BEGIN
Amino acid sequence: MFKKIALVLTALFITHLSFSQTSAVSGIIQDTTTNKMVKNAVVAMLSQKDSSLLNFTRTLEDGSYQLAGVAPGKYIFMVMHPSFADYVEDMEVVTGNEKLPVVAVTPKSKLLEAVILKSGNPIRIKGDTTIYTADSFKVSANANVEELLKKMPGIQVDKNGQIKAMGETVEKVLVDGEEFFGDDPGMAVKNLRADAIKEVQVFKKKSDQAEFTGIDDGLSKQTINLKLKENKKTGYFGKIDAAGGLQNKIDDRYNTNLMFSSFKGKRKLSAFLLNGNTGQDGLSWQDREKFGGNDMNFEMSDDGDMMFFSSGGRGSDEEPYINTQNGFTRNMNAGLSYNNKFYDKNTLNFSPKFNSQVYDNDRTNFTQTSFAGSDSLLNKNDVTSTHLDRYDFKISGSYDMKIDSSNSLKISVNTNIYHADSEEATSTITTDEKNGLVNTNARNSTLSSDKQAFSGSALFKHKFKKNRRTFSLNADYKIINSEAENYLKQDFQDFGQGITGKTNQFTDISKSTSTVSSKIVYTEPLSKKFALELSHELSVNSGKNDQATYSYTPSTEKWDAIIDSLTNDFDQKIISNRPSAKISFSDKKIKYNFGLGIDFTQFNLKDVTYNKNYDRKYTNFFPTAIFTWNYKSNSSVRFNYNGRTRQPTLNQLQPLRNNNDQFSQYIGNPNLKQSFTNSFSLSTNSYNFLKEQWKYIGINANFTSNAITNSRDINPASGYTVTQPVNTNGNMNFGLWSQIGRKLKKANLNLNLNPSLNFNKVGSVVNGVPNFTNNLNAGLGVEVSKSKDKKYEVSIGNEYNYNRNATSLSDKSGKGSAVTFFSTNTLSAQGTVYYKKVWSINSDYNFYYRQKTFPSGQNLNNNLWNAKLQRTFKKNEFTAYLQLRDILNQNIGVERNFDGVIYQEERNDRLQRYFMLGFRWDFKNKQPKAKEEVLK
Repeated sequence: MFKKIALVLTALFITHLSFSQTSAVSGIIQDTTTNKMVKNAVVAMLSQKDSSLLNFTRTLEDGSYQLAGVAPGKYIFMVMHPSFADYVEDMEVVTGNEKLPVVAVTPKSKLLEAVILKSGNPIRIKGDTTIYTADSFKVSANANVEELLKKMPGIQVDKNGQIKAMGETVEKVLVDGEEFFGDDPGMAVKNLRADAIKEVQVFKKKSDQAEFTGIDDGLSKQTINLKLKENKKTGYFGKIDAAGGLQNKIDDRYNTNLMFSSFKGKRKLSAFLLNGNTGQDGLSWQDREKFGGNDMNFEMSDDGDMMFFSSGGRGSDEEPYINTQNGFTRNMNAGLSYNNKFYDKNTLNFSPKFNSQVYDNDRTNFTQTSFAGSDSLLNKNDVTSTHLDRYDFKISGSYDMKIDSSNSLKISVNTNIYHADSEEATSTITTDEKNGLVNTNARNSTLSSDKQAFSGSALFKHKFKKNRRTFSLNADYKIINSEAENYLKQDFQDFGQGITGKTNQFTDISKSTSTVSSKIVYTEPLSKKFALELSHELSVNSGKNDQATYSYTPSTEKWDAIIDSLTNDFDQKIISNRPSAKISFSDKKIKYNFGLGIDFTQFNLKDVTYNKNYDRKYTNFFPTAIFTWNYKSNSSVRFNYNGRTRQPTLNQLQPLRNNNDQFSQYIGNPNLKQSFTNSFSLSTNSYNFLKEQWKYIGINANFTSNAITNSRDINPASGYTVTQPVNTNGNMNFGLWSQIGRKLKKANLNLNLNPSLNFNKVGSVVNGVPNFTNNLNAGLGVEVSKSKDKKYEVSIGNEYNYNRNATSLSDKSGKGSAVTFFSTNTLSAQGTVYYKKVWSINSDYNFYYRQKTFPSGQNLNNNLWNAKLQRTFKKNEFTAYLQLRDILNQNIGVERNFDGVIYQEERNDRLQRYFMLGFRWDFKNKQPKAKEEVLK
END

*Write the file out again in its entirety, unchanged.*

Amino acid sequence: MFKKIALVLTALFITHLSFSQTSAVSGIIQDTTTNKMVKNAVVAMLSQKDSSLLNFTRTLEDGSYQLAGVAPGKYIFMVMHPSFADYVEDMEVVTGNEKLPVVAVTPKSKLLEAVILKSGNPIRIKGDTTIYTADSFKVSANANVEELLKKMPGIQVDKNGQIKAMGETVEKVLVDGEEFFGDDPGMAVKNLRADAIKEVQVFKKKSDQAEFTGIDDGLSKQTINLKLKENKKTGYFGKIDAAGGLQNKIDDRYNTNLMFSSFKGKRKLSAFLLNGNTGQDGLSWQDREKFGGNDMNFEMSDDGDMMFFSSGGRGSDEEPYINTQNGFTRNMNAGLSYNNKFYDKNTLNFSPKFNSQVYDNDRTNFTQTSFAGSDSLLNKNDVTSTHLDRYDFKISGSYDMKIDSSNSLKISVNTNIYHADSEEATSTITTDEKNGLVNTNARNSTLSSDKQAFSGSALFKHKFKKNRRTFSLNADYKIINSEAENYLKQDFQDFGQGITGKTNQFTDISKSTSTVSSKIVYTEPLSKKFALELSHELSVNSGKNDQATYSYTPSTEKWDAIIDSLTNDFDQKIISNRPSAKISFSDKKIKYNFGLGIDFTQFNLKDVTYNKNYDRKYTNFFPTAIFTWNYKSNSSVRFNYNGRTRQPTLNQLQPLRNNNDQFSQYIGNPNLKQSFTNSFSLSTNSYNFLKEQWKYIGINANFTSNAITNSRDINPASGYTVTQPVNTNGNMNFGLWSQIGRKLKKANLNLNLNPSLNFNKVGSVVNGVPNFTNNLNAGLGVEVSKSKDKKYEVSIGNEYNYNRNATSLSDKSGKGSAVTFFSTNTLSAQGTVYYKKVWSINSDYNFYYRQKTFPSGQNLNNNLWNAKLQRTFKKNEFTAYLQLRDILNQNIGVERNFDGVIYQEERNDRLQRYFMLGFRWDFKNKQPKAKEEVLK
Repeated sequence: MFKKIALVLTALFITHLSFSQTSAVSGIIQDTTTNKMVKNAVVAMLSQKDSSLLNFTRTLEDGSYQLAGVAPGKYIFMVMHPSFADYVEDMEVVTGNEKLPVVAVTPKSKLLEAVILKSGNPIRIKGDTTIYTADSFKVSANANVEELLKKMPGIQVDKNGQIKAMGETVEKVLVDGEEFFGDDPGMAVKNLRADAIKEVQVFKKKSDQAEFTGIDDGLSKQTINLKLKENKKTGYFGKIDAAGGLQNKIDDRYNTNLMFSSFKGKRKLSAFLLNGNTGQDGLSWQDREKFGGNDMNFEMSDDGDMMFFSSGGRGSDEEPYINTQNGFTRNMNAGLSYNNKFYDKNTLNFSPKFNSQVYDNDRTNFTQTSFAGSDSLLNKNDVTSTHLDRYDFKISGSYDMKIDSSNSLKISVNTNIYHADSEEATSTITTDEKNGLVNTNARNSTLSSDKQAFSGSALFKHKFKKNRRTFSLNADYKIINSEAENYLKQDFQDFGQGITGKTNQFTDISKSTSTVSSKIVYTEPLSKKFALELSHELSVNSGKNDQATYSYTPSTEKWDAIIDSLTNDFDQKIISNRPSAKISFSDKKIKYNFGLGIDFTQFNLKDVTYNKNYDRKYTNFFPTAIFTWNYKSNSSVRFNYNGRTRQPTLNQLQPLRNNNDQFSQYIGNPNLKQSFTNSFSLSTNSYNFLKEQWKYIGINANFTSNAITNSRDINPASGYTVTQPVNTNGNMNFGLWSQIGRKLKKANLNLNLNPSLNFNKVGSVVNGVPNFTNNLNAGLGVEVSKSKDKKYEVSIGNEYNYNRNATSLSDKSGKGSAVTFFSTNTLSAQGTVYYKKVWSINSDYNFYYRQKTFPSGQNLNNNLWNAKLQRTFKKNEFTAYLQLRDILNQNIGVERNFDGVIYQEERNDRLQRYFMLGFRWDFKNKQPKAKEEVLK